India's 50-day deadline for its citizens to deposit discontinued banknotes has come to an end but Indians continue to face a cash crunch owing to problems in getting new currency notes.
In a surprise move on November 8, Narendra Modi, India's prime minister, announced that 500 and 1,000 rupee notes would be scrapped.
The Indian government's demonetisation decision was touted as an attempt to end corruption and undeclared money, but its haphazard execution has divided public opinion.
The ban on 500 and 1,000 rupee banknotes rendered 86 percent of the currency void.
It pushed millions of Indians, who ordinarily operate in a cash economy, to the periphery.
Indians were given until December 30 to swap their old 500-rupee ($7.30) and 1,000-rupee ($14.70) banknotes for new ones.
In a statement on Friday, the Reserve Bank of India (RBI) said that from January 1, the daily ATM cash-withdrawal limit would be increased from 2,500 rupees ($36.77) to 4,500 ($66.20) rupees.
But it said there would be no change in weekly withdrawal limits.
Throughout the day, across Indian towns and cities, people lined up at banks to meet the deadline and avoid their money becoming worthless.
At the end of the drive, Arun Jaitley, finance minister, said the currency situation had stabilised in recent days and crowds outside banks had eased.
"The RBI has sufficient stock to inject a lot more currency and they will continue to do so [in coming days]," he said in the capital New Delhi.
Queues at cash machines will probably continue over the next few weeks as the RBI's printing presses have failed to replace fully the discontinued banknotes.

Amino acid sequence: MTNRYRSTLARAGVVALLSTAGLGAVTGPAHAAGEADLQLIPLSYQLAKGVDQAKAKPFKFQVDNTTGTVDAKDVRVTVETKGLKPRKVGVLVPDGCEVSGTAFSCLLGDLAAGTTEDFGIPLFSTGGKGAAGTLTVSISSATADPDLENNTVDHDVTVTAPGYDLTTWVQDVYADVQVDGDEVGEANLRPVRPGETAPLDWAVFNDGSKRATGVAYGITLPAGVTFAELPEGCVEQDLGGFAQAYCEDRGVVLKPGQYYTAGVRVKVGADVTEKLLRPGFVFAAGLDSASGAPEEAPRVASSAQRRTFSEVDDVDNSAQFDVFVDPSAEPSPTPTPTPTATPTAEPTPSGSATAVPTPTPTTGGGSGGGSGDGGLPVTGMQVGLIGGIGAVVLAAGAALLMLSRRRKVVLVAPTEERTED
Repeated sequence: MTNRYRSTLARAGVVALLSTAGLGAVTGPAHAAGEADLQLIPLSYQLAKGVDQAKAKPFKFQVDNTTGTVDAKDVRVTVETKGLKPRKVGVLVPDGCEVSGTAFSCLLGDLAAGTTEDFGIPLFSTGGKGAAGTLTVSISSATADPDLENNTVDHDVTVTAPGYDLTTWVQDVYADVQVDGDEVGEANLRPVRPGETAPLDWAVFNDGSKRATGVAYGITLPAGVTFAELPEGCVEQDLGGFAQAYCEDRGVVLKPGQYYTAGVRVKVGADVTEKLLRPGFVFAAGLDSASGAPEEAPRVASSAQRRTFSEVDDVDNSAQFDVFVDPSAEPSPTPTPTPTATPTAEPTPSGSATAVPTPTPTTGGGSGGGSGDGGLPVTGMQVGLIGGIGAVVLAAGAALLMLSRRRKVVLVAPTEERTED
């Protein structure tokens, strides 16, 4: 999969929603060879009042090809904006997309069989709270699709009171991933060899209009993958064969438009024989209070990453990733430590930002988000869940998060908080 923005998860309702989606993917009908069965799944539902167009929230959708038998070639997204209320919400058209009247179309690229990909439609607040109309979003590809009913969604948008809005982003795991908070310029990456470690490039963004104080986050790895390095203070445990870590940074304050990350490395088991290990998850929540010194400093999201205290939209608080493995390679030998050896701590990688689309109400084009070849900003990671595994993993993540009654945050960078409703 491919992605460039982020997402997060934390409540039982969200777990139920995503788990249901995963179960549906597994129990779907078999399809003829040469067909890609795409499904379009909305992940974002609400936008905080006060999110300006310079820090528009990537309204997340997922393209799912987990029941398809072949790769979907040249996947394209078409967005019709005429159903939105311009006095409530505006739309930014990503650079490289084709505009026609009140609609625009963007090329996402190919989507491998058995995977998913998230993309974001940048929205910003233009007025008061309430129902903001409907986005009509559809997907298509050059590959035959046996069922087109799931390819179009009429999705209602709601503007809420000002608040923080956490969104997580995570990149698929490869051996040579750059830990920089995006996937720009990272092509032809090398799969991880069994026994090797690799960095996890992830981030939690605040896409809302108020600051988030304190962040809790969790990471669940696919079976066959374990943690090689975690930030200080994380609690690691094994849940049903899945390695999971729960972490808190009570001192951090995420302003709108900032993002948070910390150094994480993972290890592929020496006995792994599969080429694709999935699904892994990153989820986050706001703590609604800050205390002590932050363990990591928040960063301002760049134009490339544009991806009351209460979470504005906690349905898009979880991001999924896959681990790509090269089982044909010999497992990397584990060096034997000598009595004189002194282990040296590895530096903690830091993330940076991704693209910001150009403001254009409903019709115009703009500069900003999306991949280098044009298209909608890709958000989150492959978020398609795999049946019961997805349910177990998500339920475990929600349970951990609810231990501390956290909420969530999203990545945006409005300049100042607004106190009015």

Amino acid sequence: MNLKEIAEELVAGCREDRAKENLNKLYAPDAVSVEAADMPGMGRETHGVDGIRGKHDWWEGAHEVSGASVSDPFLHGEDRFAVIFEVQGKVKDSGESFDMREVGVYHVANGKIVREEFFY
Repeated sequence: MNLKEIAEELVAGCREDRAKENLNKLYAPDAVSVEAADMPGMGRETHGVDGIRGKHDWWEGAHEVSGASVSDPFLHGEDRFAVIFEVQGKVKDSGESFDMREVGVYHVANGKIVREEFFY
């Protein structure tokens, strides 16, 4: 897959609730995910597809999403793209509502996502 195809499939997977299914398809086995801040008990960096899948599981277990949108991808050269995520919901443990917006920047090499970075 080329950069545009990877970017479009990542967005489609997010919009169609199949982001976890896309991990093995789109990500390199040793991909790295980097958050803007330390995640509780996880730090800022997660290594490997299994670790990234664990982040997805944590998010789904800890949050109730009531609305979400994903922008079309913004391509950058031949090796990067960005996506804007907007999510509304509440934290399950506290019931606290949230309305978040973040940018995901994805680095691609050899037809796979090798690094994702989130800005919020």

India: Changes to demonetisation policy sparks anger
Modi was initially praised for his assault on tax evasion but long queues outside banks, cash shortages and policy flip-flops quickly led to anger in some quarters.
Having come to power in 2014 pledging to tackle "black" money, Modi was forced on to the defensive as frustration grew at the slow introduction of the new notes.
There has been anger in rural areas where farmers have been unable to sell crops, while small traders have reported a huge drop in earnings owing to a lack of paper currency in the system.
While many local businesses have heeded Modi's call to move towards a digital economy, some industries have ground to a halt and laid off staff, highlighting just how dependent India currently is on cash.
| The demonetisation policy has proved costly for the informal economy [EPA]
Indians have until March 31 to deposit old currency notes directly with the RBI, but Friday was the last opportunity they had to do so at their local bank branches.
After the March deadline there will be a minimum 10,000 rupees ($146.5) penalty for holding old banknotes, the Press Trust of India reported.
Many Indians insisted that they did not mind the hours queueing if it forced the rich to pay taxes.
Modi will seek to regain some of that goodwill when he makes a New Year's Eve address to the nation on Saturday.
Modi had said his government would end the chaos and restore normality in 50 days.
But critics of demonetisation say the impact will last at least six more months, with concerns about lower economic growth, job losses and a fall in demand for goods.
Source: Al Jazeera and news agencies